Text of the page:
Whether you’re talking about the personal or the professional, communication is the foundation of healthy relationships. When it comes to project management, this is a maxim to take to heart, since 80% of project management is communication. In fact, according to the Project Management Institute’s Pulse of the Profession™ In-Depth Report, highly effective communicators are more likely to deliver projects on time and within budget.
At Diagram, we understand the importance of maintaining communication between everyone involved in a project. Here are some of the lessons we’ve learned in our years of project management:
Listening Can be More Helpful than Speaking.
Are you really listening when your team is speaking, or are you only hearing the words being said while formulating in your head what you are going to say when there is an open space to speak? It is easy to fall into the latter of these two scenarios especially when you, as the PM, are responsible for holding the team to the agenda and time constraints of a meeting. Most people think they are better listeners than they really are, and I find that it takes a conscious effort to really focus on and absorb the message.
Everyone involved in a project is going to have their own opinion about what is most important, what should be prioritized, and when something needs to be done. It’s a project manager’s job to listen to all of these opinions, provide space for everyone to be heard, and keep project objectives in order.
Magic Happens in the Silent Moments
Don't feel the need to fill every pause or silent moment with words. It is in these spaces that you get the real dirt. I've had experiences where not immediately moving to the next agenda item has created space and opportunities for less vocal teammates to speak, or for someone to add important detail to a conversation that would have been omitted if we just moved on.
Get Everyone on the Same Page
One way a project manager can facilitate communication is by making sure everyone is speaking the same language. This goes beyond dialect and applies to any industry or technical jargon as well. There should be a high level overview so everyone can understand the purpose of what is being done and how their work fits into the overall project. In addition, project managers should be ready to provide a communication management plan, because this helps to ensure that everyone involved understands each project participant's role.
Black and White Text Has No Inflection
Written text often can be misinterpreted, because words on paper or a computer screen don’t have the tone or inflection that verbal communication does. Holding regular meetings, whether they are done in person, over the phone, or via video chat, can help a project’s participants fully understand each other. If holding these regular meetings isn’t possible, some initial face-to-face meetings can help, since they will allow people to associate a face with a message. Since a project’s success can be tied to individuals’ willingness to work together, facilitating this type of interpersonal communication can make a real difference in how well they do so.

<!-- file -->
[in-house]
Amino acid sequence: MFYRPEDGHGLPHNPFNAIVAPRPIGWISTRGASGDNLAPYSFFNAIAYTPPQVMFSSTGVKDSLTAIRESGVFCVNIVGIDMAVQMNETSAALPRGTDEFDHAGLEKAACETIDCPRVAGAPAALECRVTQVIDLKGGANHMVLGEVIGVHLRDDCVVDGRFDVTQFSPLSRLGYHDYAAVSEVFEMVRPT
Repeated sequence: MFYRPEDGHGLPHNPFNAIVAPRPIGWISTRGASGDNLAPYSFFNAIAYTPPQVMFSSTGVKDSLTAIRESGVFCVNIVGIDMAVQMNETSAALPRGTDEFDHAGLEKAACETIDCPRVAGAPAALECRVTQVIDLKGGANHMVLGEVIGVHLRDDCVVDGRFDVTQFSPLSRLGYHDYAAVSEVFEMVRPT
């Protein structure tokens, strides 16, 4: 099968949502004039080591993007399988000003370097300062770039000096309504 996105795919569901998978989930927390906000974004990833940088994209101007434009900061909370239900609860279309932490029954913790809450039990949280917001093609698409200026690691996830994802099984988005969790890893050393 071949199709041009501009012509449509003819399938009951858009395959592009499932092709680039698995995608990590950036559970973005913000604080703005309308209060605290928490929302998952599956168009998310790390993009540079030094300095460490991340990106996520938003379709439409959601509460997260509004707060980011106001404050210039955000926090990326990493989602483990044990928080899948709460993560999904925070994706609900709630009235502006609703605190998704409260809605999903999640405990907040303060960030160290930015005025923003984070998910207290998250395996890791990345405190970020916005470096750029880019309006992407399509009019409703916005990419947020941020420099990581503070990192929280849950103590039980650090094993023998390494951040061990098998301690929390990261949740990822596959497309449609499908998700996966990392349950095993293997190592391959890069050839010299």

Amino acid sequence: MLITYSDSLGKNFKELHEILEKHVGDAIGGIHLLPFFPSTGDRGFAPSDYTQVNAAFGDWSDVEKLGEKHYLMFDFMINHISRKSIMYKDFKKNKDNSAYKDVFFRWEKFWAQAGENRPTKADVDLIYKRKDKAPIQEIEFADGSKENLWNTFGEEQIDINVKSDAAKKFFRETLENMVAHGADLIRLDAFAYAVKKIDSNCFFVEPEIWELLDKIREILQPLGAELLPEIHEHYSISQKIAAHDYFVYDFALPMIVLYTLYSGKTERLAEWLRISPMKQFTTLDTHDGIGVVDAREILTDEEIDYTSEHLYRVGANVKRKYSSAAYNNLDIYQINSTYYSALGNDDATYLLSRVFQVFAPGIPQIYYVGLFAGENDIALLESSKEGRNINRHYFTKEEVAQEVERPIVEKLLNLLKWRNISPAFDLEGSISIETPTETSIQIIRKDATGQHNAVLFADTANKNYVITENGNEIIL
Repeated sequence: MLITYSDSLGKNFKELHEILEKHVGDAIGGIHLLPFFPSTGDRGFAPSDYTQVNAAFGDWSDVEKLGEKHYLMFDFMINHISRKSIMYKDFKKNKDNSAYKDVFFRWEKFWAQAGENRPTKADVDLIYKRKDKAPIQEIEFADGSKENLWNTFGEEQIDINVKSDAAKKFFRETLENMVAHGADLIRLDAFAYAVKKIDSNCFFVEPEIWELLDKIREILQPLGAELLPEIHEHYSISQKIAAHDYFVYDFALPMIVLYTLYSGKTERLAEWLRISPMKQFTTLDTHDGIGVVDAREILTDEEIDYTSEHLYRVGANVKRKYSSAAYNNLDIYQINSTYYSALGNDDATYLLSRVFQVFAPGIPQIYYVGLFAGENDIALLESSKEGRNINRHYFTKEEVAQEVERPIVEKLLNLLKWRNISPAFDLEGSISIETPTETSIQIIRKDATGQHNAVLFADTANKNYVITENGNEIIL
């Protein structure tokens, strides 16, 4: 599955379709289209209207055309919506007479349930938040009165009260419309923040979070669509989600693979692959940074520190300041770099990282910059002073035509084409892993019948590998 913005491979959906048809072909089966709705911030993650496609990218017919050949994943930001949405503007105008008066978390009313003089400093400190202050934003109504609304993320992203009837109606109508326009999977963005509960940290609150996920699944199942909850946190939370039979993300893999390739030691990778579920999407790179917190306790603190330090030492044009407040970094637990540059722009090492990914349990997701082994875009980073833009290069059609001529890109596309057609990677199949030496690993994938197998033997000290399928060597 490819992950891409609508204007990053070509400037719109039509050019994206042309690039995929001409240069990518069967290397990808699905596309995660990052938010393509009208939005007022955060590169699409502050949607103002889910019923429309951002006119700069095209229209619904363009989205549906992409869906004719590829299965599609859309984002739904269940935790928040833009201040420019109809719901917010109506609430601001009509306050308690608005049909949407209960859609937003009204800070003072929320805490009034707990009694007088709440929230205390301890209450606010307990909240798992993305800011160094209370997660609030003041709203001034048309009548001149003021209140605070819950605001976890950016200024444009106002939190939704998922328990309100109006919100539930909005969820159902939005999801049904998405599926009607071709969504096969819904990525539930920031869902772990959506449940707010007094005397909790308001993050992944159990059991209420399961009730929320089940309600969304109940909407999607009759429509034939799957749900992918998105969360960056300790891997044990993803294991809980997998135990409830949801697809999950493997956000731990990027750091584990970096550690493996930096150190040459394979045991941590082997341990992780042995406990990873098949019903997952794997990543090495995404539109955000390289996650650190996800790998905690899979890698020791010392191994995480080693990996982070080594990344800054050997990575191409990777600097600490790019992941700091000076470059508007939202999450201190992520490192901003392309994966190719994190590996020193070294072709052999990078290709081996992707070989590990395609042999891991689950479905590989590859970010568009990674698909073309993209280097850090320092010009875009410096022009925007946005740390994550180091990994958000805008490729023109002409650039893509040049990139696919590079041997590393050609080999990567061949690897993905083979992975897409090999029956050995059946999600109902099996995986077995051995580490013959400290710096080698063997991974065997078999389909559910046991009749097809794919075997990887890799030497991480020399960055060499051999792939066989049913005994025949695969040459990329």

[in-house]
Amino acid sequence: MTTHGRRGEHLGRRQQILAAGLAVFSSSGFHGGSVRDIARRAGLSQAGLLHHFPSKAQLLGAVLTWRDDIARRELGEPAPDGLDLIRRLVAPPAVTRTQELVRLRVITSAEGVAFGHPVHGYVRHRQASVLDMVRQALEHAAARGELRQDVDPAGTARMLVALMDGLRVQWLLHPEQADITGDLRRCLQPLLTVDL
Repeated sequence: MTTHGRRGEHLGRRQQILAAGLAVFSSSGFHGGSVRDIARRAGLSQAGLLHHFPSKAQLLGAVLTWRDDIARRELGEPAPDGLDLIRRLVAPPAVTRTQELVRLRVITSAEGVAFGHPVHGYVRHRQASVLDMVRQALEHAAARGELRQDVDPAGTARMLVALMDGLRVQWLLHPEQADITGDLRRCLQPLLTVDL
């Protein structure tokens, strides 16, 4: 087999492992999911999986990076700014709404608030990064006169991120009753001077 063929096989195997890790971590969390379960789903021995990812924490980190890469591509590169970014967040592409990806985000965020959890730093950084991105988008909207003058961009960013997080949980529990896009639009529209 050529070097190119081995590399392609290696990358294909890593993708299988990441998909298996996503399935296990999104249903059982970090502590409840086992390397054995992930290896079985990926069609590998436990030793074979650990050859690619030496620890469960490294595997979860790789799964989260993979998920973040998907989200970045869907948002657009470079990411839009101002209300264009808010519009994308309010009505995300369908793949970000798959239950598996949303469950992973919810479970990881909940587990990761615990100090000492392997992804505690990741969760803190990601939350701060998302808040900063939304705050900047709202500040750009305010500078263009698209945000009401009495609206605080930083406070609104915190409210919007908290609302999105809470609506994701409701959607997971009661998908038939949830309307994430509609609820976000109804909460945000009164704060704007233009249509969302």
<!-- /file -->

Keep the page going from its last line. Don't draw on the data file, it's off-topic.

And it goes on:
Pick Up the Phone
Lately, I have been reverting to my old sales habits of just picking up the phone and calling people. Especially if I need an answer that a single person can provide. I feel it has saved me time and helped to strengthen working relationships. In 2018, it's acceptable to just send an email or instant message when information needs to be shared, but this process often takes more time compared to a phone call. Consider the time it takes to compose a message, then revise it to make sure you've written the perfect correspondence, and wait to hear back. In most cases, you could've had a conversation and concluded with a decision in half that time. Regular conversations connect you to people, and it’s the people who get projects done.
Understand Timing and Prioritization
The timing of communication can be a critical part of a project’s success. Since project work is often tied to dependent or concurrent tasks, project managers will need to make sure that team members are sharing important information that allows team members to know what has been done and what needs to be done next. It’s also necessary to prioritize communication and convey the right amount of information. Too much communication can be overwhelming, leading to important information getting lost. On the other hand, too little communication might not provide a clear enough picture to allow team members to complete the work that needs to be done. Project managers who understand how to send the right amount of information to the right people at the right time will be able to keep things moving smoothly, resulting in a successful project.
Do you have any questions about how to maintain the right kinds of communication between your projects’ team members? Do you have any communication tips of your own? We’d love to hear them! Please feel free to leave a comment below, or contact us if you want to learn more about the processes that Diagram’s team follows for our web development projects. We look forward to hearing from you!